Hi Wilmark,

Many people have a hard time choosing between these options, including myself.  These lenses are so expensive, that you have to view them like the long term investment that they are.

I like to shoot Sports, Surfing, BIF, Motorsports, and Airshows. I'm not familar with the sigmonster at all.  As far as the the Canon super-telephotos.  They will all produce exceptional results and are in the top of their class.  So, the choice does come down to what your focal range requirements are.

I have the 300mm f/2.8L IS, 1.4X and 2X extender, 7D, MKIV and 1DX. I have also tried the 400mm f/2.8L IS version I.

Focal length requirements willl come down to Camera body FF vs crop factor and with or without extenders.  The 1.4X reduces AF speed by approx 50% and the 2X reduces AF speed by about 75% according to Canon. The AF speeds of these lenses are already very fast, so half as fast, is still pretty fast.

As you are aware the degradation with the 1.4X is mild and acceptable, however the 2X is more so.  It's always best to buy the FL that you need the most and just use the extenders as a bonus.

I use the 300mm f/2.8L with the MKIV (1.3 crop) for 390mm and many times I add the 1.4X for 546mm which gets to be a little too long for sports, but is good for BIF.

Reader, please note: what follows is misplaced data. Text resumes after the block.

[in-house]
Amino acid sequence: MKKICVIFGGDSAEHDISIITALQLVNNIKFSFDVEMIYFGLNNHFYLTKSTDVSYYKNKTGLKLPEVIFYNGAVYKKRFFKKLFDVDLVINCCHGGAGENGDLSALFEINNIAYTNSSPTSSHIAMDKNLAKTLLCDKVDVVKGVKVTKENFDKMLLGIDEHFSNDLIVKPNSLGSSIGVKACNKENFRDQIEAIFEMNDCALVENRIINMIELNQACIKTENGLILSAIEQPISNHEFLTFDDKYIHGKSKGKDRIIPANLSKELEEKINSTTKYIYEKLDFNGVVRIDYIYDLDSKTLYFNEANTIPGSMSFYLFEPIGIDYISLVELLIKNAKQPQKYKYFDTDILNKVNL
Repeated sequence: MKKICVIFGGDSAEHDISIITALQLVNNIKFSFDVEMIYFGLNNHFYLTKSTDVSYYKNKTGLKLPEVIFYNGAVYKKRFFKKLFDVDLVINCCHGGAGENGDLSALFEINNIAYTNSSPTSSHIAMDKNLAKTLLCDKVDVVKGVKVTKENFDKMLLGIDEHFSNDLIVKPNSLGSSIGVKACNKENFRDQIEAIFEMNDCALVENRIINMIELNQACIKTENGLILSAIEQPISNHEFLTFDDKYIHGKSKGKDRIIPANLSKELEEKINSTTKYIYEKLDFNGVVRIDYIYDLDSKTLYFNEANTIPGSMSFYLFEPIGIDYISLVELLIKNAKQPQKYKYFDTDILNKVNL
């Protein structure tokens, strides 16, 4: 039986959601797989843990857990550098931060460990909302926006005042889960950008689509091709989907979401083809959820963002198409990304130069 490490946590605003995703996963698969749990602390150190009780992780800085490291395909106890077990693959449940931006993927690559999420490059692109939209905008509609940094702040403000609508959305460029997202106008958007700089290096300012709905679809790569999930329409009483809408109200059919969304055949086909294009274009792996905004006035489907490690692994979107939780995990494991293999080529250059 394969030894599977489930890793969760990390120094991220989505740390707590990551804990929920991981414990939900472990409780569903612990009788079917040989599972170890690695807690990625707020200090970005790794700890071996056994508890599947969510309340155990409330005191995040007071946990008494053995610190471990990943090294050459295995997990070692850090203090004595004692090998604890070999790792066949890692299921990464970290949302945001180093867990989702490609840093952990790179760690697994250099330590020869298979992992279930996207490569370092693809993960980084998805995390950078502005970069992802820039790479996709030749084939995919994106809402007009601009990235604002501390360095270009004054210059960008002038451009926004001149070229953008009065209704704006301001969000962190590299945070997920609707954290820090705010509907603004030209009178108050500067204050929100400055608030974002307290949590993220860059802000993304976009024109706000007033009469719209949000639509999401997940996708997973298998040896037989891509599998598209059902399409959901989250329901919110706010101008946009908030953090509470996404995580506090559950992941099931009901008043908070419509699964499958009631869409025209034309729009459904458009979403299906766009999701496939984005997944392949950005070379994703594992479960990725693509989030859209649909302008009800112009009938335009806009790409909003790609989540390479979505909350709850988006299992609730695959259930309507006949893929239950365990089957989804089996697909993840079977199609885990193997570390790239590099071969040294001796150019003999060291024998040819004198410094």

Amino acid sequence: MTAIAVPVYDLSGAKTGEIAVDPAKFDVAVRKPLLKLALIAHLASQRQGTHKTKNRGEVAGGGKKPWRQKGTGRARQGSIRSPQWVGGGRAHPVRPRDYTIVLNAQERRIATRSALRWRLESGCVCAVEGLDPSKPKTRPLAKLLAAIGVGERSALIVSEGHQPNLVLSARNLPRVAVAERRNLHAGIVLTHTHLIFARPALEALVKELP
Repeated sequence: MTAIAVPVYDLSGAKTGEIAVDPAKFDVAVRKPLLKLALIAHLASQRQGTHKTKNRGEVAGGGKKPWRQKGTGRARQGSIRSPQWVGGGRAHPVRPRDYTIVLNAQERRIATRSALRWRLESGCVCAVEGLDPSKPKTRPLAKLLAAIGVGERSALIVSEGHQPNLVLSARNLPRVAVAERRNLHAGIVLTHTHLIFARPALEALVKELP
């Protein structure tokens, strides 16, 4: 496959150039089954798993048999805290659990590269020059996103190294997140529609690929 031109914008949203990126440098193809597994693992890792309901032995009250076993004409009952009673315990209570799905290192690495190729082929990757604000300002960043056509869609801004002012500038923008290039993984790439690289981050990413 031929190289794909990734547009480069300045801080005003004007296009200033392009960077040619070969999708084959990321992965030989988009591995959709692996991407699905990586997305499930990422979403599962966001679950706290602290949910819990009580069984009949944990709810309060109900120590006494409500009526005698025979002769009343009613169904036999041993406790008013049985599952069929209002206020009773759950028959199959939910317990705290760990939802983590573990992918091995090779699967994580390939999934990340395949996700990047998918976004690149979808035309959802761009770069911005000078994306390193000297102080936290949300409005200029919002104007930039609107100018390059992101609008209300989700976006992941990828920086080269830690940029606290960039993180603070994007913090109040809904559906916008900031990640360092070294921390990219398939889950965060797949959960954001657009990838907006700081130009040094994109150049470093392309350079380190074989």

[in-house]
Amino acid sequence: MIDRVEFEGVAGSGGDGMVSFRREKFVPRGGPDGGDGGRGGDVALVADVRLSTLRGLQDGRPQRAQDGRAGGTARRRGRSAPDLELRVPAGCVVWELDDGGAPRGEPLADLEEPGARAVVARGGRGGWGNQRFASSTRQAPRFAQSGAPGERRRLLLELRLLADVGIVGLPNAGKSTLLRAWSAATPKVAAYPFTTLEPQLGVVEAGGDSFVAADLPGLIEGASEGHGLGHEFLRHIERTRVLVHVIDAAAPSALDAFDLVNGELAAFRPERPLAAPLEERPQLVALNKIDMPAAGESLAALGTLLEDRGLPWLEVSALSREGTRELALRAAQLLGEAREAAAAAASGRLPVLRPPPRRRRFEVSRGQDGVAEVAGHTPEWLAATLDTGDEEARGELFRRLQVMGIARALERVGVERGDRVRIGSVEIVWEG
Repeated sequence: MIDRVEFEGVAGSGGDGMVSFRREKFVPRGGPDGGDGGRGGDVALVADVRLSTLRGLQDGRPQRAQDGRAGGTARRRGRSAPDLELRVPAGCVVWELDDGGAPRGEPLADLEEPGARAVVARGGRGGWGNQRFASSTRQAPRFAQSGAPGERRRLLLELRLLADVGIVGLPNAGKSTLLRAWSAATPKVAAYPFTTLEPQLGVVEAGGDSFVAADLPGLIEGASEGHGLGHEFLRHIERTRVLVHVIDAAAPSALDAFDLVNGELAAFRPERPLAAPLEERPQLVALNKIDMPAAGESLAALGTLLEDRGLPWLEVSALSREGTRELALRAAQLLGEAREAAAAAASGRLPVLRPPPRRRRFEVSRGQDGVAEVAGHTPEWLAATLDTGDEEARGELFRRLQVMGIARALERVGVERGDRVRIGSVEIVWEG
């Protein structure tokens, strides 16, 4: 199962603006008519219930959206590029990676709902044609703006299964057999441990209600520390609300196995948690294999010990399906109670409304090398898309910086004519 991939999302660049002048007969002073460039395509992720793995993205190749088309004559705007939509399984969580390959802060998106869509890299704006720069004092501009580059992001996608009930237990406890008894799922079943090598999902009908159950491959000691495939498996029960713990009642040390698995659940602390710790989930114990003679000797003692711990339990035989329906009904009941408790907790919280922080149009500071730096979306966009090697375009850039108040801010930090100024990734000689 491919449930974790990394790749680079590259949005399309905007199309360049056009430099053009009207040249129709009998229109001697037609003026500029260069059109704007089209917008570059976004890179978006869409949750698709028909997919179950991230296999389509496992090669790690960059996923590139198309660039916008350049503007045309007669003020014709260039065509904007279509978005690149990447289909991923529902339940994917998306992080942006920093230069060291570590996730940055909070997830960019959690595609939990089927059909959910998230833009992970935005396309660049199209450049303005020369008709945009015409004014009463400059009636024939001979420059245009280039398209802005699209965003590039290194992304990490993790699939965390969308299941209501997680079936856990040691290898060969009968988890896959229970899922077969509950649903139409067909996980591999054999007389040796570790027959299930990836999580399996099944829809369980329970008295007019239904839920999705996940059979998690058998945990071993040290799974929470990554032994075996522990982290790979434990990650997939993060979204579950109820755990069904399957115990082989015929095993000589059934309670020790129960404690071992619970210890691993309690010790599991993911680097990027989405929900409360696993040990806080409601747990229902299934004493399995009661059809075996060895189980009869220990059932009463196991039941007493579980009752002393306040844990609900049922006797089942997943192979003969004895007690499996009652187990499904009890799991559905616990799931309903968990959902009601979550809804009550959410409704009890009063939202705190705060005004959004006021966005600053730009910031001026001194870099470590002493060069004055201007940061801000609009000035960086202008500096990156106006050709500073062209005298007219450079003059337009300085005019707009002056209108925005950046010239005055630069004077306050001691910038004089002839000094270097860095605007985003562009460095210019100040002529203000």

I do think that the 500mm would be fine for field sports though.  A lot of sports shooters use the 400mm with MKIV for 520mm.  With the exceptional ISO's of the 5DIII and 1DX, I think that the 500mm f/4 will become more popular for sports, unless someone shoots a lot of night games and really needs f/2.8.

If you add the 1.4X to the 500mm, then you have a nice light-weight 700mm f/5.6 BIF and wildlife lens.  If you shoot smaller birds from far away then you'll need the 600mm and then you can add the 1.4X for 840mm.  But I think the 600mm is too long for sports.  Sure you can get the exceptional isolation portrait shot, but it's a bit too long for general use.

The 200-400mm f/4L +1.4X intrigues me for it's versatility.